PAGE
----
The Journal Gazette
 
 
Sunday, December 08, 2019 1:00 am

Briefs

Starbucks' China sales not robust

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After Starbucks snagged an enviable 5% growth in China in the latest quarter, the coffee giant warned again last week that its China comparable sales could rise as little as 1% this fiscal year. The 1%-to-3% growth expected in China would be slower than the 3%-to-4% expansion expected in the U.S., despite saturation at home.

“We're effectively doing it to ourselves; we're doing it intentionally in the interest of growing total transactions and total sales,” Chief Financial Officer Patrick Grismer said, adding that competition and slowing growth also have an impact.

The company is opening a location in China about every 15 hours, with an ultimate goal of adding about 600 new cafes this year to its current count of 4,125.

Cleveland-Cliffs to acquire AK Steel

Cleveland-Cliffs will buy AK Steel in a stock deal valued at about $1.1 billion.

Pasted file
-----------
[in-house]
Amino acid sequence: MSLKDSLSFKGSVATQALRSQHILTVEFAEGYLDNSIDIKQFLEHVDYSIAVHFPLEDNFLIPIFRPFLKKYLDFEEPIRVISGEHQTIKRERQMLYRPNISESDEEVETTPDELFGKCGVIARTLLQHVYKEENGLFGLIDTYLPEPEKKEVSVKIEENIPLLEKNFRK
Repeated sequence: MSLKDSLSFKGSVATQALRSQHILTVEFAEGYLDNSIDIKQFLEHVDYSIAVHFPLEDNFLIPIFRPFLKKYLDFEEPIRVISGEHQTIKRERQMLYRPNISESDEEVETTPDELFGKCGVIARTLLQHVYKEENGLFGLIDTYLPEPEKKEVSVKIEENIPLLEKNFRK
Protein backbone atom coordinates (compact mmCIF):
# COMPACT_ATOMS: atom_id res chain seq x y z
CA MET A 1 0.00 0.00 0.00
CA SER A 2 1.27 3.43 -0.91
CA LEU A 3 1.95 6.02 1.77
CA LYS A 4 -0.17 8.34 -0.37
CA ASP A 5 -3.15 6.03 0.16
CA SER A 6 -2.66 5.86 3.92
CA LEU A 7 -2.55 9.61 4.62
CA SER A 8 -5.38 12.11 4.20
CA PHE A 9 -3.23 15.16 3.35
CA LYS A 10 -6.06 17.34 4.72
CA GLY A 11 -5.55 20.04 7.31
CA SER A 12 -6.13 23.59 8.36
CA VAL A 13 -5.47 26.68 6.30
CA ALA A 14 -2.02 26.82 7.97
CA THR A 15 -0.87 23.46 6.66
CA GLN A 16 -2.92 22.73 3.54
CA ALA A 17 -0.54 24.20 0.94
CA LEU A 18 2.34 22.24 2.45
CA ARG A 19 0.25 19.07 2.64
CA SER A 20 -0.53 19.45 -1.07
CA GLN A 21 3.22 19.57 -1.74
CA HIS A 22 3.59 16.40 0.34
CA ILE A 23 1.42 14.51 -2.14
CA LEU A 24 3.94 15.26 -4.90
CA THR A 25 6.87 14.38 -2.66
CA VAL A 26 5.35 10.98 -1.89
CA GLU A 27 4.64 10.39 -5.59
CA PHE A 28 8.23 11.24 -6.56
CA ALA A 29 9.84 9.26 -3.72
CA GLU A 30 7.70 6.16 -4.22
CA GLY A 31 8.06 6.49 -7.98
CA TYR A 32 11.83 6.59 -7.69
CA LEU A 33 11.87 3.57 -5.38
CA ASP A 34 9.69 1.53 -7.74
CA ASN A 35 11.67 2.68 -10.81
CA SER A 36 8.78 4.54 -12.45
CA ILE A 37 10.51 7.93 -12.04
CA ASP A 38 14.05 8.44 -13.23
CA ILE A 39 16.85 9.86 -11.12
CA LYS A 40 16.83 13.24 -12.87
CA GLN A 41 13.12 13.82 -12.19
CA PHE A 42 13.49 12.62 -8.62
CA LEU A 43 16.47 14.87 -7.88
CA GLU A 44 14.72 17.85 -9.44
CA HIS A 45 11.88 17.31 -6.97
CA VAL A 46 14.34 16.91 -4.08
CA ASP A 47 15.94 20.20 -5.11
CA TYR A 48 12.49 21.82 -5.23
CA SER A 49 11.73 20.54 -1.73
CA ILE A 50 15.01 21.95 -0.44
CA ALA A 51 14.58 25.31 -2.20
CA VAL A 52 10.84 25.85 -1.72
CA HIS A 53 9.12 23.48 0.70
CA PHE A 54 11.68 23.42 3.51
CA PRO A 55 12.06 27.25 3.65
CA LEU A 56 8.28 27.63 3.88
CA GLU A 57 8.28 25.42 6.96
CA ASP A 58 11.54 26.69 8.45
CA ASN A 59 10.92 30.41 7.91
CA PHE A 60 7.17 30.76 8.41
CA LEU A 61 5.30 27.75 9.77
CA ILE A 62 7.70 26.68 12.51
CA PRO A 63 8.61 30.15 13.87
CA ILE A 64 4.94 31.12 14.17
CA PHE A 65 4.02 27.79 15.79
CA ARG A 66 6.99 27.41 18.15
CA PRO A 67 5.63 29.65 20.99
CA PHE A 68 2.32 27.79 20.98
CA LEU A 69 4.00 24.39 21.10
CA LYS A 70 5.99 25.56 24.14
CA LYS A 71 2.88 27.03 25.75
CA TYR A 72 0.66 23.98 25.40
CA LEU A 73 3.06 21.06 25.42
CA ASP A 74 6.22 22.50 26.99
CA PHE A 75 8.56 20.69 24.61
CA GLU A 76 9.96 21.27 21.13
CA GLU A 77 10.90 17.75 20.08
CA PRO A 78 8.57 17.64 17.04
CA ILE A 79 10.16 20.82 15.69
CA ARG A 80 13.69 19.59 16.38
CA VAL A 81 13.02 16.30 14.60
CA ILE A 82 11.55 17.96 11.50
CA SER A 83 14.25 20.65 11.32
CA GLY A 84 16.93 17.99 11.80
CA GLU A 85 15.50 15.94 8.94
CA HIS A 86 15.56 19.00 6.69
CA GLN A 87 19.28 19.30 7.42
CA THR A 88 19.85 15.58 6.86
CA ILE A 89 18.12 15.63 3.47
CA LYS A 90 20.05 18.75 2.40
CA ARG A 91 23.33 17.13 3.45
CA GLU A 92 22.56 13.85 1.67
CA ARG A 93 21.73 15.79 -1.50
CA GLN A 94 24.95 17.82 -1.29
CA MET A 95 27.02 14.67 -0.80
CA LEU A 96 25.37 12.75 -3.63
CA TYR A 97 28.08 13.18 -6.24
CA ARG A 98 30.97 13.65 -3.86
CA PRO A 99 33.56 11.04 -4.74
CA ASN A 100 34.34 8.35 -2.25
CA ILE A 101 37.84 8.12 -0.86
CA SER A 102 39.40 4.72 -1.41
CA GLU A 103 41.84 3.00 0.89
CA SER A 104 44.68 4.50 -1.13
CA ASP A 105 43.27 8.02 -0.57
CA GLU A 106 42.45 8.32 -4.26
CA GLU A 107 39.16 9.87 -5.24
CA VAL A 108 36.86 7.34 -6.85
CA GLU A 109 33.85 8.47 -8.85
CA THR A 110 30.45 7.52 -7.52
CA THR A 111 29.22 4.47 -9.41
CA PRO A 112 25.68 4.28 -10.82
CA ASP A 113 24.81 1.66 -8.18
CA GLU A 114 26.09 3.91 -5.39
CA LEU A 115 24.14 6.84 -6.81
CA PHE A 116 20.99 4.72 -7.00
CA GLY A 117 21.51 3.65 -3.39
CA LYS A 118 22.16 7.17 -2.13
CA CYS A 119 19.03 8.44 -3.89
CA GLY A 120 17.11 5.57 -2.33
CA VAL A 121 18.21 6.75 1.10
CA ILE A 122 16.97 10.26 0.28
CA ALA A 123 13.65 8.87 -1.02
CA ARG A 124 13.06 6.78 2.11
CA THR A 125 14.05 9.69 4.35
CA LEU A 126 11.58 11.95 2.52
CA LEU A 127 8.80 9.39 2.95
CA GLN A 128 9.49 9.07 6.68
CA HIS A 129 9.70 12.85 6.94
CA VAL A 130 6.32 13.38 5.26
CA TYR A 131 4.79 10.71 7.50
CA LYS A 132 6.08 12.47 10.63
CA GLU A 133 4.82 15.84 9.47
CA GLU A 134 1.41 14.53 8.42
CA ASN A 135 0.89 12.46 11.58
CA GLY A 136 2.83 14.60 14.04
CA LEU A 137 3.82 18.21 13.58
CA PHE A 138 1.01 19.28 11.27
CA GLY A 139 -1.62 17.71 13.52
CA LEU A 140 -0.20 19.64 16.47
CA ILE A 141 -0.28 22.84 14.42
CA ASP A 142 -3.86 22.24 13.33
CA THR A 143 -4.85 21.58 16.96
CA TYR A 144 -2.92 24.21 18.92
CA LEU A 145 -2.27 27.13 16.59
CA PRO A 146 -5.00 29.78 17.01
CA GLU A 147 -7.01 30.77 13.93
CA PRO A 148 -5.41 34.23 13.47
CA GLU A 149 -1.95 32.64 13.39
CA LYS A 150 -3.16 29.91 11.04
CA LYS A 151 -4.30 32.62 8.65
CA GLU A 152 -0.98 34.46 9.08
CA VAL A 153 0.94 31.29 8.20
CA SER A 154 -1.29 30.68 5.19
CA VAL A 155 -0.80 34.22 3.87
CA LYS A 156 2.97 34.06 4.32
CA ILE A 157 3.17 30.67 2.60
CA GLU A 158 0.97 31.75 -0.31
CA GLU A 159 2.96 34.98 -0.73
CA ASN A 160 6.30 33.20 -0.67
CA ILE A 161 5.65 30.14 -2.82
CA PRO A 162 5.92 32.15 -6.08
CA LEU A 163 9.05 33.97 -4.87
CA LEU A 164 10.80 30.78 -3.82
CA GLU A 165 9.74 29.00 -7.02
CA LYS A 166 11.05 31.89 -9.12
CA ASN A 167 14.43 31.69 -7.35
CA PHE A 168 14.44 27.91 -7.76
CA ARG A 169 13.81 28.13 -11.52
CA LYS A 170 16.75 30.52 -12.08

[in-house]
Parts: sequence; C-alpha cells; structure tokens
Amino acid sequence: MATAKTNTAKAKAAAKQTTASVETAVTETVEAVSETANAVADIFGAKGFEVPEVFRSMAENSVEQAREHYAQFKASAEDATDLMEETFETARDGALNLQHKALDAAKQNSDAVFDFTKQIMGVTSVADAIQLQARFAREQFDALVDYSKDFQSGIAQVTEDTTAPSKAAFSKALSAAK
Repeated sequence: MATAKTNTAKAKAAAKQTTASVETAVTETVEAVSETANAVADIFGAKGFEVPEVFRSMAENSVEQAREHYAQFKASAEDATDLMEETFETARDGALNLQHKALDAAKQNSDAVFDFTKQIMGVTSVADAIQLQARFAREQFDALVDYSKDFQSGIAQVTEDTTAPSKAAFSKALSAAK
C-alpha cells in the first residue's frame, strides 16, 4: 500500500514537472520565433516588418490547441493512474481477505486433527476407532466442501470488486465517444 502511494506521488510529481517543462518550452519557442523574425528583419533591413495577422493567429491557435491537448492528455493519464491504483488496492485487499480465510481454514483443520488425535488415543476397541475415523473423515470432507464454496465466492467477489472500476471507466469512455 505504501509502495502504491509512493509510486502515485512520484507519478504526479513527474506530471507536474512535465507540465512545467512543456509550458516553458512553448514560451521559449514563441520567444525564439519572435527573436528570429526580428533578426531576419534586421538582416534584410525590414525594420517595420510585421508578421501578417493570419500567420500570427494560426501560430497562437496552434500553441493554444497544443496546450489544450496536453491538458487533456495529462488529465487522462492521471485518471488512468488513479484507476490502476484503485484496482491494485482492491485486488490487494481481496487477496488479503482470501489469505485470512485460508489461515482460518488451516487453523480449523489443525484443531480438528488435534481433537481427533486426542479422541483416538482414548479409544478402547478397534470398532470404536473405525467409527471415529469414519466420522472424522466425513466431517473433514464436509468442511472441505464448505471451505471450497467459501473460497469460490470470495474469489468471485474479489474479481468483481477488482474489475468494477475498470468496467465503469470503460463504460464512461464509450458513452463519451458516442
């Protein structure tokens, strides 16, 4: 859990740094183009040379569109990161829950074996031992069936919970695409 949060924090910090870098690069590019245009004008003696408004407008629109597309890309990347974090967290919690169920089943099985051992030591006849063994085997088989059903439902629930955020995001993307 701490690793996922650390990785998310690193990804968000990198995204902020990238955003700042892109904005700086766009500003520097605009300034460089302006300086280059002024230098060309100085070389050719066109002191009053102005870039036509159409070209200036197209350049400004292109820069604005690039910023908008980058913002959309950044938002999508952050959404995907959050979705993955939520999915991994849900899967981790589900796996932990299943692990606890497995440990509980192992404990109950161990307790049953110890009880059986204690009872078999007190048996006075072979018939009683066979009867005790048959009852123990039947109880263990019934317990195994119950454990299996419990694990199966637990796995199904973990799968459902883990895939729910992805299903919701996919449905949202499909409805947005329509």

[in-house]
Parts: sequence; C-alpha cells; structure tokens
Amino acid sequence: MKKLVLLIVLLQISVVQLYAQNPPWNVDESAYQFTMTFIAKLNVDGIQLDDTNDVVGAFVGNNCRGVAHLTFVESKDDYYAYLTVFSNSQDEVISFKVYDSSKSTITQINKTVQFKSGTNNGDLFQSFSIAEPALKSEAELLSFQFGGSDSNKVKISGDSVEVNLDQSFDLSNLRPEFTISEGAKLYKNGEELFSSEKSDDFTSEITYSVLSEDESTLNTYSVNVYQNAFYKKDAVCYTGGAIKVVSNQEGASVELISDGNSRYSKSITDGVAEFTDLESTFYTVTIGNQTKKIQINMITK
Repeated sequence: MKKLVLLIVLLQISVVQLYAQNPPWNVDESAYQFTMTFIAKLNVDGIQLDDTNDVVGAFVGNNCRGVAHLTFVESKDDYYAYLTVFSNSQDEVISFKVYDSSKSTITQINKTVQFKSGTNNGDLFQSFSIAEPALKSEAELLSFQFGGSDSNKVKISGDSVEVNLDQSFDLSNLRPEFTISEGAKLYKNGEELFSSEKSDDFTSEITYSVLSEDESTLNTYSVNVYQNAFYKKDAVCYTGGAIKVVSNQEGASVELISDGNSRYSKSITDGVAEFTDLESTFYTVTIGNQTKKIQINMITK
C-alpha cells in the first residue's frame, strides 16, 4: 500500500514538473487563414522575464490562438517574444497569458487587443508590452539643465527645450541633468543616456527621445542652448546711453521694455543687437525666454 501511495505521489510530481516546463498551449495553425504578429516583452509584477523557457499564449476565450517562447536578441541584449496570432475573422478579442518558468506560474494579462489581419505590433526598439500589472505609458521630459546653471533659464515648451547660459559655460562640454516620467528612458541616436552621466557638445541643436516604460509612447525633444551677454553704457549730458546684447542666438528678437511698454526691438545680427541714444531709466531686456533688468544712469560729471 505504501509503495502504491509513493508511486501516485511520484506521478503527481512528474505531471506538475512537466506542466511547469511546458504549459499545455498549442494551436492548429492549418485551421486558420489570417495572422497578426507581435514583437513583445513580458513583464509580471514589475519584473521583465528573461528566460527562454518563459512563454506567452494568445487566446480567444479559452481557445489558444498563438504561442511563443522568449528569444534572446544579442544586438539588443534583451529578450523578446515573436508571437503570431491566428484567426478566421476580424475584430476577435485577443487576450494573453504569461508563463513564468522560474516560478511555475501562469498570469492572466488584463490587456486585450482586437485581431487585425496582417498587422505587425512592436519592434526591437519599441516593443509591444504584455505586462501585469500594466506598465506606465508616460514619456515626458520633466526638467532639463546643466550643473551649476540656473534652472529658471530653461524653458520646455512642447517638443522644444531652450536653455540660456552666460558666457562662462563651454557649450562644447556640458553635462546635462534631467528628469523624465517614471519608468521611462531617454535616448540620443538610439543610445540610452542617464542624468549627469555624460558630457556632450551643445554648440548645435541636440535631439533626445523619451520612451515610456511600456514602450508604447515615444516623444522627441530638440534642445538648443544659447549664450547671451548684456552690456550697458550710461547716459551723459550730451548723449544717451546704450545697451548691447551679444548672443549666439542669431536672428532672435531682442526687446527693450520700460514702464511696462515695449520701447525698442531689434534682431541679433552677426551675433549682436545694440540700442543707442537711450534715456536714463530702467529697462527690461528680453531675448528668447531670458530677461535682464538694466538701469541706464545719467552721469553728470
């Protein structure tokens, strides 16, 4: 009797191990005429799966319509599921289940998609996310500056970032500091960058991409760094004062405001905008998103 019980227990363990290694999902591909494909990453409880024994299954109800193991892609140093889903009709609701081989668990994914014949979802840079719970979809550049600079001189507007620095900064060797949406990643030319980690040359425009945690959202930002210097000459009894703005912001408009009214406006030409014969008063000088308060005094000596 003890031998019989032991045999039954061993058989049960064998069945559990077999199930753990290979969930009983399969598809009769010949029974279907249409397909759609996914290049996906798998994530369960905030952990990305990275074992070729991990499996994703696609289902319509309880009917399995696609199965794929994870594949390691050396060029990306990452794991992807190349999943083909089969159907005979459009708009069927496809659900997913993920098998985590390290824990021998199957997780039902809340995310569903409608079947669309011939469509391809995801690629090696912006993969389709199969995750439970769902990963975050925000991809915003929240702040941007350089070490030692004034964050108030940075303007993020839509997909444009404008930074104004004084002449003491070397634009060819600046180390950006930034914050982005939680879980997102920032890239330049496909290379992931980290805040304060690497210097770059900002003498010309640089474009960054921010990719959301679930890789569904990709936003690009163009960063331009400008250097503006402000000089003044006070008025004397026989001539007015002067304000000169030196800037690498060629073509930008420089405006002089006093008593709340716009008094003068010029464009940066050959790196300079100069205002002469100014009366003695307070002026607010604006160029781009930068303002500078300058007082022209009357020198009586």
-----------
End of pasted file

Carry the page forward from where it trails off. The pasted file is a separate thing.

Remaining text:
The companies say the tie-up will create a vertically integrated company that pairs Cleveland-Cliff's iron ore pellet production with AK Steel's rolled and stainless steel operations. Cleveland-Cliffs is the largest producer of iron ore pellets in North America.

U.S. Steel in its last quarter reported its first loss since early 2017, and the division that makes pipes for energy companies lost $25 million. It has laid off workers and shut down some of its blast furnaces.

AK Steel will become a subsidiary of Cliffs and keep its branding and corporate identity.

UK to probe Google buyout of data firm

Google is facing a U.K. investigation into its $2.6 billion takeover of data company Looker Data Sciences Inc., opening up another front in the Alphabet Inc. unit's ongoing battle with lawmakers.

The Competition and Markets Authority on Thursday said it issued an initial enforcement order that prevents companies from integrating their services while the regulator carries out an early-stage review of the acquisition. The CMA has asked for comments on the deal by Dec. 20 before it decides whether to begin a formal probe.

Google announced in June that it planned to buy U.S.-based Looker for its cloud unit, which lags far behind Amazon.com and Microsoft with just 4% of the cloud-computing infrastructure market as of 2018, according to analyst Gartner Inc.


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